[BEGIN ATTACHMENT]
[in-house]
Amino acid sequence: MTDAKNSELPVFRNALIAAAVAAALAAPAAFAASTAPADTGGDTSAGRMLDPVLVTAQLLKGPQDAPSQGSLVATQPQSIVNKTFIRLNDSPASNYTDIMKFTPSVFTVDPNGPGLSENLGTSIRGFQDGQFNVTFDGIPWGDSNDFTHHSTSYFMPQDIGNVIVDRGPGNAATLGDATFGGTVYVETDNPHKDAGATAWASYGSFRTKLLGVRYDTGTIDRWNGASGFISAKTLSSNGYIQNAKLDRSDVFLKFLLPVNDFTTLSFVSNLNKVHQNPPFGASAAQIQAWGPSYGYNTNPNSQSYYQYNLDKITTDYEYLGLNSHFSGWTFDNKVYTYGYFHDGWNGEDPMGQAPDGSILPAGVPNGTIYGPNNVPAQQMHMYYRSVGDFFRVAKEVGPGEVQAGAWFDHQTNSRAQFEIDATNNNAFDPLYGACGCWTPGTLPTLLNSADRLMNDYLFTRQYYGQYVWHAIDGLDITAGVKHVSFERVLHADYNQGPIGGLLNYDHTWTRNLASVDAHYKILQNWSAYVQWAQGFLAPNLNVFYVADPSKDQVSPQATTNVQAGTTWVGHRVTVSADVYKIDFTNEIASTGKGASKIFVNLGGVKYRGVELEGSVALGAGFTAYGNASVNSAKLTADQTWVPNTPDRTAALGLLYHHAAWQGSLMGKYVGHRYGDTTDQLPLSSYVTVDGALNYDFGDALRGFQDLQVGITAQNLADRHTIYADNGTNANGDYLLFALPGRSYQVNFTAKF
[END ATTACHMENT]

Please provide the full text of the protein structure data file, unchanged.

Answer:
[in-house]
Amino acid sequence: MTDAKNSELPVFRNALIAAAVAAALAAPAAFAASTAPADTGGDTSAGRMLDPVLVTAQLLKGPQDAPSQGSLVATQPQSIVNKTFIRLNDSPASNYTDIMKFTPSVFTVDPNGPGLSENLGTSIRGFQDGQFNVTFDGIPWGDSNDFTHHSTSYFMPQDIGNVIVDRGPGNAATLGDATFGGTVYVETDNPHKDAGATAWASYGSFRTKLLGVRYDTGTIDRWNGASGFISAKTLSSNGYIQNAKLDRSDVFLKFLLPVNDFTTLSFVSNLNKVHQNPPFGASAAQIQAWGPSYGYNTNPNSQSYYQYNLDKITTDYEYLGLNSHFSGWTFDNKVYTYGYFHDGWNGEDPMGQAPDGSILPAGVPNGTIYGPNNVPAQQMHMYYRSVGDFFRVAKEVGPGEVQAGAWFDHQTNSRAQFEIDATNNNAFDPLYGACGCWTPGTLPTLLNSADRLMNDYLFTRQYYGQYVWHAIDGLDITAGVKHVSFERVLHADYNQGPIGGLLNYDHTWTRNLASVDAHYKILQNWSAYVQWAQGFLAPNLNVFYVADPSKDQVSPQATTNVQAGTTWVGHRVTVSADVYKIDFTNEIASTGKGASKIFVNLGGVKYRGVELEGSVALGAGFTAYGNASVNSAKLTADQTWVPNTPDRTAALGLLYHHAAWQGSLMGKYVGHRYGDTTDQLPLSSYVTVDGALNYDFGDALRGFQDLQVGITAQNLADRHTIYADNGTNANGDYLLFALPGRSYQVNFTAKF